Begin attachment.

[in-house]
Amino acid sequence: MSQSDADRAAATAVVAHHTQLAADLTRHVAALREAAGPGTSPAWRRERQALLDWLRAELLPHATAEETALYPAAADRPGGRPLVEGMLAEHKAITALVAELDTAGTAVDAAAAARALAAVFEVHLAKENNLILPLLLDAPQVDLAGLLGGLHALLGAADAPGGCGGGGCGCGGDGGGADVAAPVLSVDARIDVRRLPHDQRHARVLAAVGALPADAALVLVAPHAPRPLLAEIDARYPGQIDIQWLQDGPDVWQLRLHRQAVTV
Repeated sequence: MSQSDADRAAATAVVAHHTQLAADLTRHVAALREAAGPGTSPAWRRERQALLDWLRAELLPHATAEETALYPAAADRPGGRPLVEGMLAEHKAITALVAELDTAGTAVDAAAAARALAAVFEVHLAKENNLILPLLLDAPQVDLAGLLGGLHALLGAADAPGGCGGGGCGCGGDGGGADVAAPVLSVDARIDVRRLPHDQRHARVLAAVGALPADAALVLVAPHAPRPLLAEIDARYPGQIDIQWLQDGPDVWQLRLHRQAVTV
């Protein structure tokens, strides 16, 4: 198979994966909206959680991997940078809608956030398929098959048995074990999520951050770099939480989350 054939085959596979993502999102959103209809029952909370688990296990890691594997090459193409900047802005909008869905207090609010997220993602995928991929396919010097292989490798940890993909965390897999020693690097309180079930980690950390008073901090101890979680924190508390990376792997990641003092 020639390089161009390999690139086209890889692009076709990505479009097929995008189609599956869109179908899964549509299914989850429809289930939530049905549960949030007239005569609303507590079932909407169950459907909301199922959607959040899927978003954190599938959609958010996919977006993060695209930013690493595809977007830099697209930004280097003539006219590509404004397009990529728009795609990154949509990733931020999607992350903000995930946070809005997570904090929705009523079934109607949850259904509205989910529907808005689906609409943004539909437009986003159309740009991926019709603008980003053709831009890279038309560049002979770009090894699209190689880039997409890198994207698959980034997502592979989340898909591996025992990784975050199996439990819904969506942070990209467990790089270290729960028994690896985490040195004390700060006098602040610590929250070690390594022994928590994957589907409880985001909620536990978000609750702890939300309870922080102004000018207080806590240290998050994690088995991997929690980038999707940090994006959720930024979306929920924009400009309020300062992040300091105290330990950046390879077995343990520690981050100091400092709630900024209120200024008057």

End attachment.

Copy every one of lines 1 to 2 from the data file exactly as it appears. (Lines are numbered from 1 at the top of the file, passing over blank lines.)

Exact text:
[in-house]
Amino acid sequence: MSQSDADRAAATAVVAHHTQLAADLTRHVAALREAAGPGTSPAWRRERQALLDWLRAELLPHATAEETALYPAAADRPGGRPLVEGMLAEHKAITALVAELDTAGTAVDAAAAARALAAVFEVHLAKENNLILPLLLDAPQVDLAGLLGGLHALLGAADAPGGCGGGGCGCGGDGGGADVAAPVLSVDARIDVRRLPHDQRHARVLAAVGALPADAALVLVAPHAPRPLLAEIDARYPGQIDIQWLQDGPDVWQLRLHRQAVTV